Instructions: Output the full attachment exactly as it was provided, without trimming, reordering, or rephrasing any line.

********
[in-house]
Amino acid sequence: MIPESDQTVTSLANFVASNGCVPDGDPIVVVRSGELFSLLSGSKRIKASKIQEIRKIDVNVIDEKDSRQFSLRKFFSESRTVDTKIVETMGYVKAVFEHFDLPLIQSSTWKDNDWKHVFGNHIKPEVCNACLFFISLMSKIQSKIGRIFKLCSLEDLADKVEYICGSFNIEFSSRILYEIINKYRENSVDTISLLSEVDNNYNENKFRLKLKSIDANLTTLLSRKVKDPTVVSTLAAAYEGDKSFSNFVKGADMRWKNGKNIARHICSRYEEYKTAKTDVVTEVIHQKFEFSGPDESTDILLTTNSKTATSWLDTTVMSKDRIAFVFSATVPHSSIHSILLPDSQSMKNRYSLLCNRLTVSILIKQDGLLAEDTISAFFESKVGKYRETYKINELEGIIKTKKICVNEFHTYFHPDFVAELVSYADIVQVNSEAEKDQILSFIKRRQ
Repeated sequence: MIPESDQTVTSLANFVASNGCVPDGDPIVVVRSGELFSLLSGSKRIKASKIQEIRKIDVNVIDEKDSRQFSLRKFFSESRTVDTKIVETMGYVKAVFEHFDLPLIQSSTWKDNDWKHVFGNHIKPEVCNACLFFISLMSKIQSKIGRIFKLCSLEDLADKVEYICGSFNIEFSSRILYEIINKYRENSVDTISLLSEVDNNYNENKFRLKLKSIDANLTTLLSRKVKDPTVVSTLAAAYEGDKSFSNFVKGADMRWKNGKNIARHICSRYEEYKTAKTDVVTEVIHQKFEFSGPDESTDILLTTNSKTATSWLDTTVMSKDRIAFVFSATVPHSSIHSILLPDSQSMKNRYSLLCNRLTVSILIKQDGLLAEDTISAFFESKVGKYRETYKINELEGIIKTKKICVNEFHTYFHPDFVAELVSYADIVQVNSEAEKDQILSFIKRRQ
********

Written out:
[in-house]
Amino acid sequence: MIPESDQTVTSLANFVASNGCVPDGDPIVVVRSGELFSLLSGSKRIKASKIQEIRKIDVNVIDEKDSRQFSLRKFFSESRTVDTKIVETMGYVKAVFEHFDLPLIQSSTWKDNDWKHVFGNHIKPEVCNACLFFISLMSKIQSKIGRIFKLCSLEDLADKVEYICGSFNIEFSSRILYEIINKYRENSVDTISLLSEVDNNYNENKFRLKLKSIDANLTTLLSRKVKDPTVVSTLAAAYEGDKSFSNFVKGADMRWKNGKNIARHICSRYEEYKTAKTDVVTEVIHQKFEFSGPDESTDILLTTNSKTATSWLDTTVMSKDRIAFVFSATVPHSSIHSILLPDSQSMKNRYSLLCNRLTVSILIKQDGLLAEDTISAFFESKVGKYRETYKINELEGIIKTKKICVNEFHTYFHPDFVAELVSYADIVQVNSEAEKDQILSFIKRRQ
Repeated sequence: MIPESDQTVTSLANFVASNGCVPDGDPIVVVRSGELFSLLSGSKRIKASKIQEIRKIDVNVIDEKDSRQFSLRKFFSESRTVDTKIVETMGYVKAVFEHFDLPLIQSSTWKDNDWKHVFGNHIKPEVCNACLFFISLMSKIQSKIGRIFKLCSLEDLADKVEYICGSFNIEFSSRILYEIINKYRENSVDTISLLSEVDNNYNENKFRLKLKSIDANLTTLLSRKVKDPTVVSTLAAAYEGDKSFSNFVKGADMRWKNGKNIARHICSRYEEYKTAKTDVVTEVIHQKFEFSGPDESTDILLTTNSKTATSWLDTTVMSKDRIAFVFSATVPHSSIHSILLPDSQSMKNRYSLLCNRLTVSILIKQDGLLAEDTISAFFESKVGKYRETYKINELEGIIKTKKICVNEFHTYFHPDFVAELVSYADIVQVNSEAEKDQILSFIKRRQ